Feb 28 2010

The Misunderstood Coyote

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“…you created all things, and by your will they were created and have their being.”  Revelation 4:11

One of the creatures I most enjoyed photographing earlier this month in Yellowstone was coyotes.  Maybe this is because I’m a “dog lover.”  Coyotes truly are beautiful creatures!  At the same time, they are one of the most hated animals in America.  Over the years they have been ruthlessly hunted, poisoned and maligned.  

It is true that from time to time coyotes kill some farmer’s sheep or somebody’s pet, but they still play a vital role in our ecological system.  If nothing else, they are an essential asset when it comes to rodent control.  Native Americans, however, have insisted for over 10,000 years that coyotes have much to teach us.  Perhaps they do.

One of the foremost coyote researchers is Bob Crabtree.  He notes, “The similarities between the social and breeding systems of the coyote and humans are striking.  Coyotes like humans, attempt to mate for life, are territorial, and build social units consisting of family members with parents, brothers and sisters helping to raise the young.”  Coyotes are very intelligent animals and have certainly proven themselves to be survivors.  Despite many attempts to eliminate them (or perhaps because of such attempts) their range has expanded dramatically in the past century.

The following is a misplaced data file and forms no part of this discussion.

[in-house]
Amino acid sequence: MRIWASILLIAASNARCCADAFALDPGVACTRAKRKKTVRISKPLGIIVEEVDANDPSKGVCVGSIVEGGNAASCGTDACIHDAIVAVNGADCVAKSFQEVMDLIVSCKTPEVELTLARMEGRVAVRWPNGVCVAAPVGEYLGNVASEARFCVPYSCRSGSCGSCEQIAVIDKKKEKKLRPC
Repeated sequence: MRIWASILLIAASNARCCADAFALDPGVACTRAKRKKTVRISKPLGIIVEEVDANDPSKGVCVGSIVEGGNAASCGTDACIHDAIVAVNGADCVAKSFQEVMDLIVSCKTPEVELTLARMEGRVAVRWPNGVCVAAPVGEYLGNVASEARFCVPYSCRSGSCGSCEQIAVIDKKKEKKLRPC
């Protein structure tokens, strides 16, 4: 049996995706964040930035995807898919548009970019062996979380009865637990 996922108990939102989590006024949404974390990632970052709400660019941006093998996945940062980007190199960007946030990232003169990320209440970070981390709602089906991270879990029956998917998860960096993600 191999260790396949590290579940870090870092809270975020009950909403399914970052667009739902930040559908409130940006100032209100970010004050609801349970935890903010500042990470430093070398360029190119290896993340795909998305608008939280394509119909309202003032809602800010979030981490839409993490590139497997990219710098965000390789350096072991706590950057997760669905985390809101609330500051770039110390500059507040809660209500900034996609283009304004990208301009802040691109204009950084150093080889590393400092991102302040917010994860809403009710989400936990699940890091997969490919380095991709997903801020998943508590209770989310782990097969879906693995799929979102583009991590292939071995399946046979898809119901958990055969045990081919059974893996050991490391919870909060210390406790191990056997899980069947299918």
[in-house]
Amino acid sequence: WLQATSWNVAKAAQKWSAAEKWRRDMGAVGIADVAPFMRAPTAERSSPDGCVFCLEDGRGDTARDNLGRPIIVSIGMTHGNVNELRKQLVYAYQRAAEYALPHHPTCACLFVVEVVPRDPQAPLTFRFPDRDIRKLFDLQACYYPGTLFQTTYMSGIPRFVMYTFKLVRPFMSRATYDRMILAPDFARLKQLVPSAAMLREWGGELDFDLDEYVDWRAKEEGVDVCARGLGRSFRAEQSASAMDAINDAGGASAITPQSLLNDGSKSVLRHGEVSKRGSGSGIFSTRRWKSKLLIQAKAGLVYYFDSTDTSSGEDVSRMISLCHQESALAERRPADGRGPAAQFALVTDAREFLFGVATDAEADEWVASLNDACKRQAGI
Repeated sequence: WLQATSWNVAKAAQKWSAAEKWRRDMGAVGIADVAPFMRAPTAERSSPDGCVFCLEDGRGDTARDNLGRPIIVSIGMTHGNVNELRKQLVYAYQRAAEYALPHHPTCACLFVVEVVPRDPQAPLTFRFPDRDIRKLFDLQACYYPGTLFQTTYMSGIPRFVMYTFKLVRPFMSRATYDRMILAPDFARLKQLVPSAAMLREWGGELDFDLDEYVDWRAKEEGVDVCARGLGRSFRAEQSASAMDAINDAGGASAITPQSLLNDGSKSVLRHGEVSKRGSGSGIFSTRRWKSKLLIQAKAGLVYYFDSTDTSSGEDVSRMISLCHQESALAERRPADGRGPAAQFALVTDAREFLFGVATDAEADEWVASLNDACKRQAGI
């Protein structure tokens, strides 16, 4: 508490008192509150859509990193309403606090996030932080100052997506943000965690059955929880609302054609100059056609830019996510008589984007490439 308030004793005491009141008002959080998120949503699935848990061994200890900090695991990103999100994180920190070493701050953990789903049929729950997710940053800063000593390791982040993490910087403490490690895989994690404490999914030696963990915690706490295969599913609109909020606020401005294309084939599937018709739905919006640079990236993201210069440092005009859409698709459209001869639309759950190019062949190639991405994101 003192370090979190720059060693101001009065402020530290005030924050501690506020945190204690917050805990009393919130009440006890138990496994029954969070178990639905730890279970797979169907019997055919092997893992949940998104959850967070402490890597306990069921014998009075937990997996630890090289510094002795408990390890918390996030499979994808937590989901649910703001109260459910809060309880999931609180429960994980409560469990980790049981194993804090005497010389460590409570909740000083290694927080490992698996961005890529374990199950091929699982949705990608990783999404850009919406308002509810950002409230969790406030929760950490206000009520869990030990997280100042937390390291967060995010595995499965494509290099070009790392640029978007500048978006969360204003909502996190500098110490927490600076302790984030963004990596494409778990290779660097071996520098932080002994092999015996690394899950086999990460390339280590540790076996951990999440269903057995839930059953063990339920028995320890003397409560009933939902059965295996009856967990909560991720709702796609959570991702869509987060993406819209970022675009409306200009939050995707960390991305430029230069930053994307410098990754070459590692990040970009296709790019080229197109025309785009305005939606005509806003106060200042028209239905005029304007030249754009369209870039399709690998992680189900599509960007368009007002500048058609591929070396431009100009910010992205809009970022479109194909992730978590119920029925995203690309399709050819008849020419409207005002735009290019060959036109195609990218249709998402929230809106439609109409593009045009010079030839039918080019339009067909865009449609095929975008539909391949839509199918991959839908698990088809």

In the book Track of the Coyote, Tom Skeele is quoted as saying “I think the future of predator control is dependent largely upon our ability to get away from looking at wildlife as being either good or bad but simply to respect its higher purpose, and I don’t mean its purpose for humans.”  I concur.

What gives us the right to determine whether an animal is good or bad?  Is its value solely dependent on whether we as humans benefit from its presence?  The Bible is clear in its teaching that God made all creatures and considers them good.  If God declares all animals “good,” who are we to say otherwise? 

I, for one, am thankful to live in a world that contains coyotes.  I am, in fact, grateful for all of God’s creatures.  Each and every one of them, coyotes included, deserve our respect.  And since each and every one bears the impress of its Creator, they also deserve our careful attention.coyote 191